"Thermite weld 1 Lakewood, WA", by DW Honan

This is an open thread.

62 Replies to “News Roundup: Scrambling to Save the Train”

  1. Amtrak wants to build a tunnel to connect Penn to Grand Central? Where would it go? There’s only something like six or seven subway lines in between them, operating at the same depth as the tracks at Penn. I assume they’ve factored in the move of the station to the Farley Post Office building.

    1. A similar thing came up when people were discussing the possibility of a Second Avenue Subway. People were saying “well, with the DSTT and the BNSF tunnel and the SR 99 DBT, where would this tunnel go?” The thing about tunnels is that they’re underground, and can be at any level underground. So, as the subways tend to be at least close to ground level in Manhattan, they can build this as a deeper tunnel, and easily connect Penn Station and GCT. They’ll almost certainly build entirely new stations deeper than the regular Amtrak, LIRR, NJ Transit, and Metro-North Stations.

    2. It’s perfectly straightforward actually; it runs under the 4-5-6 lines (Park Avenue Line) from Grand Central until approximately 34th St, then turns west under some skyscrapers and joins the four tunnels to Penn Station from the East River (east of where they cross under the Broadway Line).

      So it doesn’t run under any subways except for the 4-5-6. Luckily, both the Grand Central Lower Level and the tunnels east from Penn Station are *already below the level* of that line.

      The fact is that Grand Central and the East River Tunnels are not really that far apart — 42nd St to 34th St.

  2. 50 percent of all bike accidents are bike-only (falling off bike, wheels caught in train track, etc). Only 17 percent are bike-car.

    So, you could probably cut more bicycle accidents than anything with slower bicycle speeds.

    1. Your logic failed a bit there: your examples listed items independant of speed. Your second paragraph should read: So, you could probably cut more bicycle accidents with improved bicycle routes.

  3. Tacoma Link adding a stop at 11th and Commerce? Extremely depressing that people are so effin lazy they can’t walk 2 blocks either direction to an existing stop. And, it adds 2 minutes to the headways, yay! Distances between transit stops should be lengthened, not shortened (I’m talking to you #43 bus).

    1. Completely Agreed, I would have hated another stop on that thing, and I would have biked it more if it had taken another 2 or 3 minutes because I would have ALWAYS Been able to beat the train.

  4. This morning, Wendell Cox disseminated a new essay nationwide about jobs, housing, and transit in Portland, Oregon:


    Working at Home Now Leads Transit in the 7-County [Portland, Oregon] Metropolitan Area

    Jobs have simply not been created in Portland’s core. Since 2001, downtown employment has declined by 3,000 jobs, according to the Portland Business Alliance. In Multnomah County, Portland’s urban core and close-by surrounding communities, 20,000 jobs were lost between 2001 and 2009. Even during the prosperous years of 2000 to 2006, Multnomah County lost jobs. Suburban Washington and Clackamas counties gained jobs, but their contribution fell 12,000 jobs short of making up for Multnomah County’s loss. The real story has been Clark County (the county seat is Vancouver), across the I-5 Interstate Bridge in neighboring Washington and outside Metro’s jurisdiction. Clark County generated 13,000 net new jobs between 2001 and 2009.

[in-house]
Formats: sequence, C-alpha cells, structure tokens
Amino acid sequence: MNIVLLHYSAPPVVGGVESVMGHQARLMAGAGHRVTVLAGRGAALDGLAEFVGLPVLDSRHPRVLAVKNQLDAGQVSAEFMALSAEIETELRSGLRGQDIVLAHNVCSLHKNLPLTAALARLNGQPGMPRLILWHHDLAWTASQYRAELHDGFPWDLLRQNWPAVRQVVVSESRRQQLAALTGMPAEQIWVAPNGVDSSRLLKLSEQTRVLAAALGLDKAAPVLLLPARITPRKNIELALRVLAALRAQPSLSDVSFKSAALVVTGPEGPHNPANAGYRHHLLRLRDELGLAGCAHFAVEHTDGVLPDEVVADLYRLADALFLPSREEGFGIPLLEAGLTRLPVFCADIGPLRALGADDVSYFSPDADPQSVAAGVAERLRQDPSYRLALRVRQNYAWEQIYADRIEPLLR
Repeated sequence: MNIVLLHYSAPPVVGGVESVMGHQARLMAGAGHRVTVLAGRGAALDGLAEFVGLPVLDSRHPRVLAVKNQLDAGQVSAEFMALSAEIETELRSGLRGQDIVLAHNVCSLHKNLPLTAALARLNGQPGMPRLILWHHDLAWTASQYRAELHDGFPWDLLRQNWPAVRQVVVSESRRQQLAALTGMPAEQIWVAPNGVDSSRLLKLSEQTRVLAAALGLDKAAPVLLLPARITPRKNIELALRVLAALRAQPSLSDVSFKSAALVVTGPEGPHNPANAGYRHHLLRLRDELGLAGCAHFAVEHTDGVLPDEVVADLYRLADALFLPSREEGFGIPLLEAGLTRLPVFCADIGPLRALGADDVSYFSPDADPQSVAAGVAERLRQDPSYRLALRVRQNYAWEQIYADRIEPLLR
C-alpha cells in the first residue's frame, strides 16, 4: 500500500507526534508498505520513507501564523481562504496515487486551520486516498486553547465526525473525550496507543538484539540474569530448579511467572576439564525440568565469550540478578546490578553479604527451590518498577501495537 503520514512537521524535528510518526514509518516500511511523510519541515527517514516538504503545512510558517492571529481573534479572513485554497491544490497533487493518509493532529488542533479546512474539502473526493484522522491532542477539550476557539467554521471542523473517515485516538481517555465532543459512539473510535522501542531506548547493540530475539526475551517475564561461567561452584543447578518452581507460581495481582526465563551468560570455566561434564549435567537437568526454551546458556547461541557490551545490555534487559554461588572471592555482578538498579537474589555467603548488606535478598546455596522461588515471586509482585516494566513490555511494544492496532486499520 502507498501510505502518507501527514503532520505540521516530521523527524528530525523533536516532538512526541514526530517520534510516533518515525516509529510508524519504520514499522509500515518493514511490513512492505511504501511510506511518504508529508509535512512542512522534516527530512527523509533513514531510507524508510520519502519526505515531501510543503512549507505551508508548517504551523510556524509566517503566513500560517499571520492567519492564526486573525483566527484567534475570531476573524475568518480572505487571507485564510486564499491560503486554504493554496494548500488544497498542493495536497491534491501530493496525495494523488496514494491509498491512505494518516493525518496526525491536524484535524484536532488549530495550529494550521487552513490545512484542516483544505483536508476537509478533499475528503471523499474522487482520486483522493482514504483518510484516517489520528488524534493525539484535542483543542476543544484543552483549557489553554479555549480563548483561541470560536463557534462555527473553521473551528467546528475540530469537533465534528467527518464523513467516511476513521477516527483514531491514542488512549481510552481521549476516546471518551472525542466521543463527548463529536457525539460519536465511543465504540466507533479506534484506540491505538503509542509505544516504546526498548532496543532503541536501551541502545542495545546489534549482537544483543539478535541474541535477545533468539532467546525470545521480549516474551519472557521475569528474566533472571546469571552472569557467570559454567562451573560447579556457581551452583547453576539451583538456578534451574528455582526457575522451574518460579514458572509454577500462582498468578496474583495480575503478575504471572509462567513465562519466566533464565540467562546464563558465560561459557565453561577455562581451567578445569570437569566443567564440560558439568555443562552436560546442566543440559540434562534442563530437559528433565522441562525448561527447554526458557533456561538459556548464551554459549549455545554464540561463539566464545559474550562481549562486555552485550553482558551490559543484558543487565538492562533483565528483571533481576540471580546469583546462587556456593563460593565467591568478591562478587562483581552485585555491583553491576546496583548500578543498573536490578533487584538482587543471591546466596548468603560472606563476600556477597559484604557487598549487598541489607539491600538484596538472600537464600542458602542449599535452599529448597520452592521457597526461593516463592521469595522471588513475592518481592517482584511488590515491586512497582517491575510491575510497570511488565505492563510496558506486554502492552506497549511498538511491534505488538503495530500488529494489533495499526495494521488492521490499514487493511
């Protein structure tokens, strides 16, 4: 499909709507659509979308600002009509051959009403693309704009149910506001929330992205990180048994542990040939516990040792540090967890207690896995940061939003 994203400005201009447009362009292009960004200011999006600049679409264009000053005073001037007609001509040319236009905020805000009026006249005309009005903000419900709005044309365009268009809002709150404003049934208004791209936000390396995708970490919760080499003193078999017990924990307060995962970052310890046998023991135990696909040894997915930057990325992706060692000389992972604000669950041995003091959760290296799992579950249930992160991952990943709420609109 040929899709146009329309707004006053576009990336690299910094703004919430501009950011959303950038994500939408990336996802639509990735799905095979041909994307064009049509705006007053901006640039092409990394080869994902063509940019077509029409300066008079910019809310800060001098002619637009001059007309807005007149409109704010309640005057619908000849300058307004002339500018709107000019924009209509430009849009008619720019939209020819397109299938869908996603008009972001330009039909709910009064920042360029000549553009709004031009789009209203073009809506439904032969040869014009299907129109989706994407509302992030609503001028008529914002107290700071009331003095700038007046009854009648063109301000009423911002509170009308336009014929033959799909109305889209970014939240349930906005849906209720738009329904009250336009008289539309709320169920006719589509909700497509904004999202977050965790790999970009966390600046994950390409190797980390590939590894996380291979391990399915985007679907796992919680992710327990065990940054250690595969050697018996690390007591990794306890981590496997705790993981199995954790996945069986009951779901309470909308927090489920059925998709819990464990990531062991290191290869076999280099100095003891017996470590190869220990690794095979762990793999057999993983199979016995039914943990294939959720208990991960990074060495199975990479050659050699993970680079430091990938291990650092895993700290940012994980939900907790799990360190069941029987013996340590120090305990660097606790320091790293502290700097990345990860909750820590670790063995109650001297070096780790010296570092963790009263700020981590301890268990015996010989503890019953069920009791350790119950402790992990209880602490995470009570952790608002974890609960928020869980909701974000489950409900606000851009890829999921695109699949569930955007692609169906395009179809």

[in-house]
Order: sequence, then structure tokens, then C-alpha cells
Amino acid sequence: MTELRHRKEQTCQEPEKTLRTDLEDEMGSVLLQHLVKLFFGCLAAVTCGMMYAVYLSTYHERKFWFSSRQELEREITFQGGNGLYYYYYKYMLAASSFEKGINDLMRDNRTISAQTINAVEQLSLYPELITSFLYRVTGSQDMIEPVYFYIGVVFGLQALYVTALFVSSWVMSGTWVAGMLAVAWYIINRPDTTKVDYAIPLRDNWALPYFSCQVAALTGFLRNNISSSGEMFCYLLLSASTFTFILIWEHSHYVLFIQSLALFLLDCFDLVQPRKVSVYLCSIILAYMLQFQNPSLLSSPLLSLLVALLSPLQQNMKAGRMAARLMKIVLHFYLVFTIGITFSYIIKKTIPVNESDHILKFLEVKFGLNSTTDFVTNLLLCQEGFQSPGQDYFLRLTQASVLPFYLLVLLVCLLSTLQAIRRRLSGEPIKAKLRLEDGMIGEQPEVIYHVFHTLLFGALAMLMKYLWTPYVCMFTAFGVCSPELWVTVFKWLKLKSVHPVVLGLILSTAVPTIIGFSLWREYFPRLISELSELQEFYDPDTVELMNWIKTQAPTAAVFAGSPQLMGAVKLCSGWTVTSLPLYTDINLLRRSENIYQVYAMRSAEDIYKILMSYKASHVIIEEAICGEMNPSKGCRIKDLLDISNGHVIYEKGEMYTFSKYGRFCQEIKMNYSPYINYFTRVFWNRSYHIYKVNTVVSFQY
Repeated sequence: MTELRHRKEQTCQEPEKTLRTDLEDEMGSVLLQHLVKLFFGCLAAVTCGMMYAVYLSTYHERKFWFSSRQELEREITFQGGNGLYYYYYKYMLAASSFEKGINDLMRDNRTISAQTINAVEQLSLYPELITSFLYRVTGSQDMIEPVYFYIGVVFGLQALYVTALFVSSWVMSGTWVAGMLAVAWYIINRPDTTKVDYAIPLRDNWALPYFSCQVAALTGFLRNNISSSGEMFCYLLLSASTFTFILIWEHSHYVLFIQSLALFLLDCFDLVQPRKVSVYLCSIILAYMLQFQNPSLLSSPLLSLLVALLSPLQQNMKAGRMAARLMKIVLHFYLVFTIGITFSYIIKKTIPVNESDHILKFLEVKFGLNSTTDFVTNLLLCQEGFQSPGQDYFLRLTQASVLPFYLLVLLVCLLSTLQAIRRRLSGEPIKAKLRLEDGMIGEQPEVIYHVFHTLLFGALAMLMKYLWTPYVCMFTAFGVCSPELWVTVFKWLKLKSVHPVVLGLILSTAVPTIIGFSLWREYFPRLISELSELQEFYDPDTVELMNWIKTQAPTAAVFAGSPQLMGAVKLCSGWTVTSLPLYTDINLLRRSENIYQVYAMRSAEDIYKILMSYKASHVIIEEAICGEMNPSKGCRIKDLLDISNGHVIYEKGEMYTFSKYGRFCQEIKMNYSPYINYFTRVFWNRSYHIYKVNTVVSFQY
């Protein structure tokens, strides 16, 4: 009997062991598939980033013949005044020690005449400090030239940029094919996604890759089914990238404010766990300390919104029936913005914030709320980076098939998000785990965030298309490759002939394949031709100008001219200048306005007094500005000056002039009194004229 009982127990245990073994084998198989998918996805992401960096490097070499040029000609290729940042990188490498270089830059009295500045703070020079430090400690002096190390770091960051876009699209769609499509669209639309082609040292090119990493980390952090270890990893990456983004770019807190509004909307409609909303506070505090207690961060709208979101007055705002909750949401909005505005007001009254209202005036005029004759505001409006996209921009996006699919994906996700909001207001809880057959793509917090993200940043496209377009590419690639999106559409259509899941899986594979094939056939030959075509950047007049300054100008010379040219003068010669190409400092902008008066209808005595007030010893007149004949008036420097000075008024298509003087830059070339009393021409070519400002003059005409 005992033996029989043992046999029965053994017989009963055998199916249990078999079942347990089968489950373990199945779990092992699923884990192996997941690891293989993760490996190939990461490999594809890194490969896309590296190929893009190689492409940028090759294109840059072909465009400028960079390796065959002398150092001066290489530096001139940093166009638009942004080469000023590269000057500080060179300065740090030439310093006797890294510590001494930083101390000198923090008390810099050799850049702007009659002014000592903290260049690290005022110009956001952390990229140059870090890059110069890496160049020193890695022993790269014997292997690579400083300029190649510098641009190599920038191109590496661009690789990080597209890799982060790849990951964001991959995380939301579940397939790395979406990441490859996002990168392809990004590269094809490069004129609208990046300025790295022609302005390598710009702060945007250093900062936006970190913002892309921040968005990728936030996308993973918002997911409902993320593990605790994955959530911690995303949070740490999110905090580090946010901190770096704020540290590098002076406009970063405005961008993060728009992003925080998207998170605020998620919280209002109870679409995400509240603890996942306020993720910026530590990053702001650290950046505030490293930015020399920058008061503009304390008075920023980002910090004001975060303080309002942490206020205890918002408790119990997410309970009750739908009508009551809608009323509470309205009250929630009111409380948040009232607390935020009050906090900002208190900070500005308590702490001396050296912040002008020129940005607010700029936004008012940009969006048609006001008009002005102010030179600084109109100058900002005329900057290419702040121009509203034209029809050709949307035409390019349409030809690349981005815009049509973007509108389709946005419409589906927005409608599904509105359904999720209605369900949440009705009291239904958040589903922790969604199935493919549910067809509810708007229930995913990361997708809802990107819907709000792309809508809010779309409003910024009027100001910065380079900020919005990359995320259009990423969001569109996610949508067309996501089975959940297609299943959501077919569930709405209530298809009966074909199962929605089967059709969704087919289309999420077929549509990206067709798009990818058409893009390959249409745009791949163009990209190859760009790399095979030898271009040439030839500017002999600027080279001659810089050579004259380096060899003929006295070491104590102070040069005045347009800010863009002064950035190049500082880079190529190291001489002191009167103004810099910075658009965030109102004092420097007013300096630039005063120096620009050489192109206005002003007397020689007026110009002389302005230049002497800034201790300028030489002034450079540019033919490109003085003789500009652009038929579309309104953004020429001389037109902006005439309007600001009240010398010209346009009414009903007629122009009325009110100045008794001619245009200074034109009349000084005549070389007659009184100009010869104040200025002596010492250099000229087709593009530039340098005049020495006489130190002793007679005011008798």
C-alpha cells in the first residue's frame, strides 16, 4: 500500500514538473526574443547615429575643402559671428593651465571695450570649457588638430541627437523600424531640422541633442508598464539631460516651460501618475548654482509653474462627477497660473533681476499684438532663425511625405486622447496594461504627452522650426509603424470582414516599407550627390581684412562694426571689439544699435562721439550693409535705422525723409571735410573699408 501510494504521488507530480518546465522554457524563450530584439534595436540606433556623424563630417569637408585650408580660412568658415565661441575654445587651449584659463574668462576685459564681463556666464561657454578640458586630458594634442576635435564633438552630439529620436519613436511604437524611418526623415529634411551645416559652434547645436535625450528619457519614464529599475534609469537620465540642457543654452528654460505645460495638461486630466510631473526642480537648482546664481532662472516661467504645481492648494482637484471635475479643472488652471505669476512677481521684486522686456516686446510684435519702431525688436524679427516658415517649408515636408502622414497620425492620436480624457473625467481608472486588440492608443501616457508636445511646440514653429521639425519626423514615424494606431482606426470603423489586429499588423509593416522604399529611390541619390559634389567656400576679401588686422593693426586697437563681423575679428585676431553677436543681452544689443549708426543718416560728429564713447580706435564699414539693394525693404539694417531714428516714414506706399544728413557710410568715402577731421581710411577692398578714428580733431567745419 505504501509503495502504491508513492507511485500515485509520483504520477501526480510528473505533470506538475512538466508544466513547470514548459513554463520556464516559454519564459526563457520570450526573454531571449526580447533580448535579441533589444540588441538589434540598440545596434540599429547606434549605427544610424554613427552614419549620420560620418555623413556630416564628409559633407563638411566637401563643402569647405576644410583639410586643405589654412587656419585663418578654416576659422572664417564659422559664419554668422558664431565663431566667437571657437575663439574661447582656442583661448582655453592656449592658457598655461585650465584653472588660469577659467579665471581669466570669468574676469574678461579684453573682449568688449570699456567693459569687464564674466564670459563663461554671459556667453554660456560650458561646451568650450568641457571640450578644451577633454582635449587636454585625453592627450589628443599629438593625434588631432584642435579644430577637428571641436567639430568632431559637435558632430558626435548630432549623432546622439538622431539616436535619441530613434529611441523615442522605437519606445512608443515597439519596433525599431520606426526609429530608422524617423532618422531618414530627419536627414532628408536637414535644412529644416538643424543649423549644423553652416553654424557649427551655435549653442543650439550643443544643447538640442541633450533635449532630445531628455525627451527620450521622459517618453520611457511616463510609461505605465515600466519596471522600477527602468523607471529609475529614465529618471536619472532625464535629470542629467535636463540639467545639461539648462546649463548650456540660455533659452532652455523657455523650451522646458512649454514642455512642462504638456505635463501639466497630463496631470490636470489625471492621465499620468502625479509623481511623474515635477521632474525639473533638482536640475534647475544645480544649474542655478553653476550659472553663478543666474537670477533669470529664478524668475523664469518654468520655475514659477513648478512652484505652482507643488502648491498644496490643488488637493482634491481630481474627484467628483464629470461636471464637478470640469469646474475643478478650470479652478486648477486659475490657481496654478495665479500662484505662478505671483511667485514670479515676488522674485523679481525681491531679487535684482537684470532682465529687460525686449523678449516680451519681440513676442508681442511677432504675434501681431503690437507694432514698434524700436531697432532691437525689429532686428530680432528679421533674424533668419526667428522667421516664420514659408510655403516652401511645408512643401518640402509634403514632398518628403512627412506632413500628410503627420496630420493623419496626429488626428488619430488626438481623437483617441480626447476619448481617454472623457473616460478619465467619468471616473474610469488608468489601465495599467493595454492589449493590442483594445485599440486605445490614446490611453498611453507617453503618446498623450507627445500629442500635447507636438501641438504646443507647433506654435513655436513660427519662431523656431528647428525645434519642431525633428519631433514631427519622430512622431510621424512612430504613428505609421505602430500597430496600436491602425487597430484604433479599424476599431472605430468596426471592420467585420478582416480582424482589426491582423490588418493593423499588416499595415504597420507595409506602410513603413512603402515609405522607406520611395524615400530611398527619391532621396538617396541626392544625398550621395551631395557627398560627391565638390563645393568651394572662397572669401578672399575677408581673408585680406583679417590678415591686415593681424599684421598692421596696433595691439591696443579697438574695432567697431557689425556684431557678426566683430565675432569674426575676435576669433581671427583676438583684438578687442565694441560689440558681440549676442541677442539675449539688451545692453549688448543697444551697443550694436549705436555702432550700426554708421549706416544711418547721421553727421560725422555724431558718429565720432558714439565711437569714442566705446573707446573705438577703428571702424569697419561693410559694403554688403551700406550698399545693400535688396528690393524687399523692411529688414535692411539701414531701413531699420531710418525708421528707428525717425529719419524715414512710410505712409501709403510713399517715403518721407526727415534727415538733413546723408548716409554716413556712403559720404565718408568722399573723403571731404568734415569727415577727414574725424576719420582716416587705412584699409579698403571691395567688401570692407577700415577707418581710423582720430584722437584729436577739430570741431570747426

While taxpayer funded transit was attracting less than its share of new commuters out of cars, one mode –unsupported by public funds – was doing very well. Between 1980 and 2009, working at home rose from 2.2% of employment to 6.2%. in the four county area (including Clark County). Thus, nearly as many people worked at home as rode transit to work in 2009 (Note). Already, working at home accounts for a larger share of employment than transit in the larger 7 county metropolitan area. All of this is despite Portland’s having spent an extra $5 billion on transit in the last 25 years on light rail expansions and more bus service. (Figure 2).

    More [complete essay] at…

    Cox includes the familiar [to CETA] Census finding in his essay — Seattle metro area’s work trip market share on transit continues to exceed Portland’s. But now that Seattle region [in the short term] is growing light rail and cutting bus service, maybe Portland will have a fighting chance of catching up to Seattle.

    1. Yes, let’s follow Wendell “I hate rail and love sprawl” Cox’s ideas to craptopia. In one of his posts he touts an article that says high speed rail is “an expressway to the 19th century” and proposes that anti-sprawl policies are hurting the American dream. It looks like he is an expert with sledgehammering statistics to fit his worldview. He may be well credentialed, but he’s obviously hyper-agenda driven.